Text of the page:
Sunday, January 07, 2007

Behavioralism and Foreign Policy

or: How We Learned to Stop Worrying and Love the Bomb. Daniel Kahneman and Jonathan Renshon have an interesting article in Foreign Policy Magazine applying behavioral theories to foreign policy. Their finding echoes Cass Sunstein's mortality salience theory (discussed on TBWJ last August). Kahneman and Renshon write:
In fact, when we constructed a list of the biases uncovered in 40 years of psychological research, we were startled by what we found: All the biases in our list favor hawks. These psychological impulses—only a few of which we discuss here—incline national leaders to exaggerate the evil intentions of adversaries, to misjudge how adversaries perceive them, to be overly sanguine when hostilities start, and overly reluctant to make necessary concessions in negotiations. In short, these biases have the effect of making wars more likely to begin and more difficult to end.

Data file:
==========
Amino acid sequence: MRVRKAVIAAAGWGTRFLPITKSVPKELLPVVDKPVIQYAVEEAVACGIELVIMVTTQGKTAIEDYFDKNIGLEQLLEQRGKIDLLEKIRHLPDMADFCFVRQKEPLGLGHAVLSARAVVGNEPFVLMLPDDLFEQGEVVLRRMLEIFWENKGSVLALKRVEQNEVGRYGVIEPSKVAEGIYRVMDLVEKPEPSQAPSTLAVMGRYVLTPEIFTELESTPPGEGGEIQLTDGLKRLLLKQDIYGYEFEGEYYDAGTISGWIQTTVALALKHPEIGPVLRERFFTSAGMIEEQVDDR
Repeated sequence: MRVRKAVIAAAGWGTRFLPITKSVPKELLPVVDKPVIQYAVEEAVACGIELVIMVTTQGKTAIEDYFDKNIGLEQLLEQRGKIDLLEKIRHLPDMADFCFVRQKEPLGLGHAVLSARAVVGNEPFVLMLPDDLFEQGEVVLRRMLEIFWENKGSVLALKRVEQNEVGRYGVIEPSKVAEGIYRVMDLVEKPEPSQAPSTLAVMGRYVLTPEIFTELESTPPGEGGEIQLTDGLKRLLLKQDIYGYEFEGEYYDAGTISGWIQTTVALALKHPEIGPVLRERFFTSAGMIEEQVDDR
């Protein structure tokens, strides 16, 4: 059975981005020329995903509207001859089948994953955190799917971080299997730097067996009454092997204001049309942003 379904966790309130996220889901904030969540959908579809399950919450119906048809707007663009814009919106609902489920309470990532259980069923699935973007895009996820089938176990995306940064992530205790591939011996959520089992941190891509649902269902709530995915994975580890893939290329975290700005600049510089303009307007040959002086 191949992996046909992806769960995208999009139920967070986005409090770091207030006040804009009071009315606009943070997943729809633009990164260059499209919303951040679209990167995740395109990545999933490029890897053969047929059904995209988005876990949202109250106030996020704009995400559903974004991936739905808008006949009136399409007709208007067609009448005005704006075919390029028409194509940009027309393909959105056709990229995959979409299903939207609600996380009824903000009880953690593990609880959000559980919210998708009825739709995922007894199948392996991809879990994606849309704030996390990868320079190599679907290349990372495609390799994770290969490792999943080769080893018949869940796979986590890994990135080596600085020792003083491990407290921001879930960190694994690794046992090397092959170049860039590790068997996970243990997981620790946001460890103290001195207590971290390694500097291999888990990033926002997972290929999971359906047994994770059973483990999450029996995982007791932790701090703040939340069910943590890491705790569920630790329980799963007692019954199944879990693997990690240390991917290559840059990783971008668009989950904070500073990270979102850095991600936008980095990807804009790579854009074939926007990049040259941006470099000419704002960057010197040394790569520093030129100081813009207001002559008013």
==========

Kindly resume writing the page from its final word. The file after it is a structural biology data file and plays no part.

This is hardly a surprising finding to me, and, in fact, this is largely what we discussed back in August. Hawkish foreign policy theories seem to be far more politically attractive than they are meritorious. Kahneman and Renshon discuss a few examples in the article, but it would be interesting to see Renshon's book which goes into greater depth on the topic.

The "vision problem" discussed in the article strikes me as particularly troubling. The inability or unwillingness to try to understand (often coupled with scorn and derision directed towards those who try to understand) the context around the actions of others and to try to see how our own actions appear from other perspectives seems to underlay a great many of our foreign policy difficulties.

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